Over the course of this incredibly turbulent and seemingly interminable election cycle, it would come as no surprise that certain notable but non-presidentially oriented events of recent history might recede into the depths of the public awareness. Director Oliver Stone seeks to remedy that with his latest film “Snowden,” a morally righteous but dramatically flawed work.
The film concerns the title character, Edward Snowden, a former employee of the CIA and an independent contractor for the NSA, who leaked thousands of federal government documents concerning surveillance of the American people three years ago. The documents, as well as the search for Snowden himself, cast a significant shadow on the practices of the Obama administration and raised questions concerning our own privacy in the United States. Stone seeks to answer one of these questions, which serves as the narrative force for the entire film: Are we ever in private?
The film begins at the end of the story, working its way from when Snowden (Joseph Gordon-Levitt) discloses the confidential information to be leaked to the press to his chosen confidants, documentarian Laura Poitras (Melissa Leo), and Guardian journalists Glenn Greenwald (Zachary Quinto) and Ewen McCaskill (Tom Wilkinson). The interactions between the journalists and Snowden serve as conduits to revisit the formative moments of Snowden’s life and career. The viewer follows Snowden through his beginnings at the CIA; meeting his now girlfriend, Lindsay Mills (Shailene Woodley); and, finally, following him to every locational post during his tenure with the federal government, from Geneva to Japan to Hawaii. Throughout the film, Stone attempts to portray Snowden as a man constantly in ideological flux: a conservative patriot, certain of his position in helping his country in one moment, and in the next a wary independent on the brink of disillusionment.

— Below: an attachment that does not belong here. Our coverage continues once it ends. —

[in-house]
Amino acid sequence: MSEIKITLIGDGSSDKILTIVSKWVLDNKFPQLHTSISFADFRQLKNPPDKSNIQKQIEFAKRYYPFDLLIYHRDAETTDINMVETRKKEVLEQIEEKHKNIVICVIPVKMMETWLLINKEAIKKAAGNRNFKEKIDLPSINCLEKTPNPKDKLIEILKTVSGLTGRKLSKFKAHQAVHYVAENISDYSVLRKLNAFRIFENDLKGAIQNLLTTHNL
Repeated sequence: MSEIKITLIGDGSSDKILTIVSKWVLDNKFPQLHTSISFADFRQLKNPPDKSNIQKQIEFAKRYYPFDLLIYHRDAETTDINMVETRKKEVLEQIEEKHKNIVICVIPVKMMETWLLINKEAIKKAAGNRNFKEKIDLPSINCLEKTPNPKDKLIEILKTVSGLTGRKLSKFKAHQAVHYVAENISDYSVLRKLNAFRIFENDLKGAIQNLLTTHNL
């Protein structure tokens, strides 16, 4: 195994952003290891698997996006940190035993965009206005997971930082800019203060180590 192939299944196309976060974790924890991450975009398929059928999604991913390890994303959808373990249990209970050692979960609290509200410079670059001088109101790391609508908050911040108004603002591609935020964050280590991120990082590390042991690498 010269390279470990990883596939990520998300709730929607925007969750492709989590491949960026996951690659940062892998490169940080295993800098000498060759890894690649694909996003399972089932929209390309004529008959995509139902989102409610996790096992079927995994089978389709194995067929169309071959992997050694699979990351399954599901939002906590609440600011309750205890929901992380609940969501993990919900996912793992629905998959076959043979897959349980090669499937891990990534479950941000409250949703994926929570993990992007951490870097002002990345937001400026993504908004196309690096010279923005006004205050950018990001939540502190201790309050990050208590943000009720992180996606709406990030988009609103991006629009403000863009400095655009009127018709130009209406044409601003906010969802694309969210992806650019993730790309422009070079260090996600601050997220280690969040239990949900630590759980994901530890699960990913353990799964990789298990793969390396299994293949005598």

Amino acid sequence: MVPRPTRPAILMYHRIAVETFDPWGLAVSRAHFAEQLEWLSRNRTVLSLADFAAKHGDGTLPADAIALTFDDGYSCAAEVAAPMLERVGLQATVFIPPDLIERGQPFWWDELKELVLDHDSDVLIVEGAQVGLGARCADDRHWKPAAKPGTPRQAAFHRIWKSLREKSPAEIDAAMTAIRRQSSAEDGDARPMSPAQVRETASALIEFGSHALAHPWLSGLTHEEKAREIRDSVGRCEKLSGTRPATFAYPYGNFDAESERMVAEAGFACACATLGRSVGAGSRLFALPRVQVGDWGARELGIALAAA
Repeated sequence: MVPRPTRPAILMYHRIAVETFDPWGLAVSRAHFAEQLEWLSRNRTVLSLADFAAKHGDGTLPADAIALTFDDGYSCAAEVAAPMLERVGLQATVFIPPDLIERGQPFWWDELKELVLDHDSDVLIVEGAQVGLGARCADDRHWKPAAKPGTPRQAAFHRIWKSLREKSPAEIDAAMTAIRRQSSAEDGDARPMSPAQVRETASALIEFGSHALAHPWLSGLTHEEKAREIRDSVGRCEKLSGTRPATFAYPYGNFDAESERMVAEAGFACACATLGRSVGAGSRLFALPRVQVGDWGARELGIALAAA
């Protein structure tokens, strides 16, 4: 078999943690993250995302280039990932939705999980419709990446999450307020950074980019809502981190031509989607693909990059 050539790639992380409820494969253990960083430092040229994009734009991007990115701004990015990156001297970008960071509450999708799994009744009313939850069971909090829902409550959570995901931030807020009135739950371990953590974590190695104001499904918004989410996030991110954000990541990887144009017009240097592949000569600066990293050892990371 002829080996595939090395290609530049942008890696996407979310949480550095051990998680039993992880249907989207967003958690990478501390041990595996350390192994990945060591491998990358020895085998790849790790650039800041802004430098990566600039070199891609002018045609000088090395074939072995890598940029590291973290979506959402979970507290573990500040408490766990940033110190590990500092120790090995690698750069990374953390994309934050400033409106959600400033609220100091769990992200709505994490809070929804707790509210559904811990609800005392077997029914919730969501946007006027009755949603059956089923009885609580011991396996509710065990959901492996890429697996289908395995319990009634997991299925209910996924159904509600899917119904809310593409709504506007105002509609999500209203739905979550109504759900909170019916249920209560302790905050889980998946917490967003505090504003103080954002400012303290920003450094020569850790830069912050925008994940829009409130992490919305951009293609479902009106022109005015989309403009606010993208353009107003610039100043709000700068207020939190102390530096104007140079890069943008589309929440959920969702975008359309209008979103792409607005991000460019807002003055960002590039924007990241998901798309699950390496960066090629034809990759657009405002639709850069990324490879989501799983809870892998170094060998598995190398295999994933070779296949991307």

Stone, for all intents and purposes, skillfully navigates this narrative transition. The scenes where Snowden is exposed to the impropriety of the security practices of the federal government are some of the most arresting of the entire film. It is where the film finds its strengths, exposing the underbelly of these hallowed institutions. However, it is a shame that Stone does not makes these scenes a point of emphasis. They are interspersed between confusing segues from one location to the other, a hyper-focus on the romantic relationship between Mills and Snowden that verges on saccharine and moralistic montages that do not seem to know which side of cyber security to support.
In a panel with Stone, Snowden, Gordon-Levitt, and Woodley live-streamed to 800 theaters after a screening last Wednesday night, moderator and New York Magazine critic Matt Zoller Seitz asked Snowden what his advice was for people who wanted to make a difference in transparency like Snowden himself. He did not have an exact answer, but his core message was this: it’s not about who you know or where you went to college, it is about what you see. And if you see or hear something, share it with the world. Stone did just that with an exceptional story. What Snowden neglected to mention was that the presentation of your message could be just as important as its content. It’s a shame, because Director Oliver Stone might have found that advice useful himself.
“Snowden” was released in theaters on Sept. 16.
A version of this article appeared in the Monday, Sept. 19 print edition. Email Bradley Alsop at [email protected]